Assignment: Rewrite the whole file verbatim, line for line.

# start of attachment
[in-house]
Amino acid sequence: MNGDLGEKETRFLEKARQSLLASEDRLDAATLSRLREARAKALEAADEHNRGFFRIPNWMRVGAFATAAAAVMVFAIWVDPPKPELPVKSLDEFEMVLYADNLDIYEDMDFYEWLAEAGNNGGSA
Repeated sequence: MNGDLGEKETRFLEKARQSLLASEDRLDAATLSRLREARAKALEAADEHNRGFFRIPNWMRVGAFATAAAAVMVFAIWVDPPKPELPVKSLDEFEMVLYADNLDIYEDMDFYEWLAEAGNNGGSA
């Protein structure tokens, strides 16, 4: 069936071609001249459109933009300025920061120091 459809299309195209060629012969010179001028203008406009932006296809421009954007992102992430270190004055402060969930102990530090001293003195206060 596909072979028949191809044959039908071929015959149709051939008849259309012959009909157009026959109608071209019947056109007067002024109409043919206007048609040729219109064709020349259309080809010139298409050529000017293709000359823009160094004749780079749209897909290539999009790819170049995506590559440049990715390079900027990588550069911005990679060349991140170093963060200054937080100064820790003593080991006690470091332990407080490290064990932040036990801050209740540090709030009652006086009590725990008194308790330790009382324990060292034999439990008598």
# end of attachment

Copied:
[in-house]
Amino acid sequence: MNGDLGEKETRFLEKARQSLLASEDRLDAATLSRLREARAKALEAADEHNRGFFRIPNWMRVGAFATAAAAVMVFAIWVDPPKPELPVKSLDEFEMVLYADNLDIYEDMDFYEWLAEAGNNGGSA
Repeated sequence: MNGDLGEKETRFLEKARQSLLASEDRLDAATLSRLREARAKALEAADEHNRGFFRIPNWMRVGAFATAAAAVMVFAIWVDPPKPELPVKSLDEFEMVLYADNLDIYEDMDFYEWLAEAGNNGGSA
């Protein structure tokens, strides 16, 4: 069936071609001249459109933009300025920061120091 459809299309195209060629012969010179001028203008406009932006296809421009954007992102992430270190004055402060969930102990530090001293003195206060 596909072979028949191809044959039908071929015959149709051939008849259309012959009909157009026959109608071209019947056109007067002024109409043919206007048609040729219109064709020349259309080809010139298409050529000017293709000359823009160094004749780079749209897909290539999009790819170049995506590559440049990715390079900027990588550069911005990679060349991140170093963060200054937080100064820790003593080991006690470091332990407080490290064990932040036990801050209740540090709030009652006086009590725990008194308790330790009382324990060292034999439990008598």